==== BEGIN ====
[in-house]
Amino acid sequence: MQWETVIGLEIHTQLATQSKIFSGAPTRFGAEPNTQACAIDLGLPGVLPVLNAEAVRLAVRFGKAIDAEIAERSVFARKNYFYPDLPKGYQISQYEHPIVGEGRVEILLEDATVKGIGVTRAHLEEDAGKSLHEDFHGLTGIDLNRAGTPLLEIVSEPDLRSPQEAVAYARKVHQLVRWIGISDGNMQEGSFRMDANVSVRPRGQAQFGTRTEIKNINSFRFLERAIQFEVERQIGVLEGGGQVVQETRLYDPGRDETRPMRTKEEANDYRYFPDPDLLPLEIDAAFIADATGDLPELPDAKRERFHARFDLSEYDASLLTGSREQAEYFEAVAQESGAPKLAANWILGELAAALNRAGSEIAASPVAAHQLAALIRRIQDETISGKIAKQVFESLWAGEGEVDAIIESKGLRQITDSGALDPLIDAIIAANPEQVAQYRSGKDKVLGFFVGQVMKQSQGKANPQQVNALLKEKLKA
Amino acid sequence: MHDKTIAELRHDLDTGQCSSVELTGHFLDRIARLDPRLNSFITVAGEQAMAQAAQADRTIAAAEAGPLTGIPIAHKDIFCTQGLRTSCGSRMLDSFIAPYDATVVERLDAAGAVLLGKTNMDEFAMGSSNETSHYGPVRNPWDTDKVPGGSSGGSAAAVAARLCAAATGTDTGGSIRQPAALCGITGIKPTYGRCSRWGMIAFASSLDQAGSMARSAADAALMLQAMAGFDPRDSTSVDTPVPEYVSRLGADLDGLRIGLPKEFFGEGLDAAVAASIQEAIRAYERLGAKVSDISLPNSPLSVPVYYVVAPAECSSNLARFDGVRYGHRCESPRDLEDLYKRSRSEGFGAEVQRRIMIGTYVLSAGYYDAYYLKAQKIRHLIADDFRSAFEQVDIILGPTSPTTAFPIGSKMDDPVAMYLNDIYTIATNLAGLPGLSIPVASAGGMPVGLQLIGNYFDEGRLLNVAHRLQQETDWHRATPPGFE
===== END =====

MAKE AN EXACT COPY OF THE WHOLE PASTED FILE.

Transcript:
[in-house]
Amino acid sequence: MQWETVIGLEIHTQLATQSKIFSGAPTRFGAEPNTQACAIDLGLPGVLPVLNAEAVRLAVRFGKAIDAEIAERSVFARKNYFYPDLPKGYQISQYEHPIVGEGRVEILLEDATVKGIGVTRAHLEEDAGKSLHEDFHGLTGIDLNRAGTPLLEIVSEPDLRSPQEAVAYARKVHQLVRWIGISDGNMQEGSFRMDANVSVRPRGQAQFGTRTEIKNINSFRFLERAIQFEVERQIGVLEGGGQVVQETRLYDPGRDETRPMRTKEEANDYRYFPDPDLLPLEIDAAFIADATGDLPELPDAKRERFHARFDLSEYDASLLTGSREQAEYFEAVAQESGAPKLAANWILGELAAALNRAGSEIAASPVAAHQLAALIRRIQDETISGKIAKQVFESLWAGEGEVDAIIESKGLRQITDSGALDPLIDAIIAANPEQVAQYRSGKDKVLGFFVGQVMKQSQGKANPQQVNALLKEKLKA
Amino acid sequence: MHDKTIAELRHDLDTGQCSSVELTGHFLDRIARLDPRLNSFITVAGEQAMAQAAQADRTIAAAEAGPLTGIPIAHKDIFCTQGLRTSCGSRMLDSFIAPYDATVVERLDAAGAVLLGKTNMDEFAMGSSNETSHYGPVRNPWDTDKVPGGSSGGSAAAVAARLCAAATGTDTGGSIRQPAALCGITGIKPTYGRCSRWGMIAFASSLDQAGSMARSAADAALMLQAMAGFDPRDSTSVDTPVPEYVSRLGADLDGLRIGLPKEFFGEGLDAAVAASIQEAIRAYERLGAKVSDISLPNSPLSVPVYYVVAPAECSSNLARFDGVRYGHRCESPRDLEDLYKRSRSEGFGAEVQRRIMIGTYVLSAGYYDAYYLKAQKIRHLIADDFRSAFEQVDIILGPTSPTTAFPIGSKMDDPVAMYLNDIYTIATNLAGLPGLSIPVASAGGMPVGLQLIGNYFDEGRLLNVAHRLQQETDWHRATPPGFE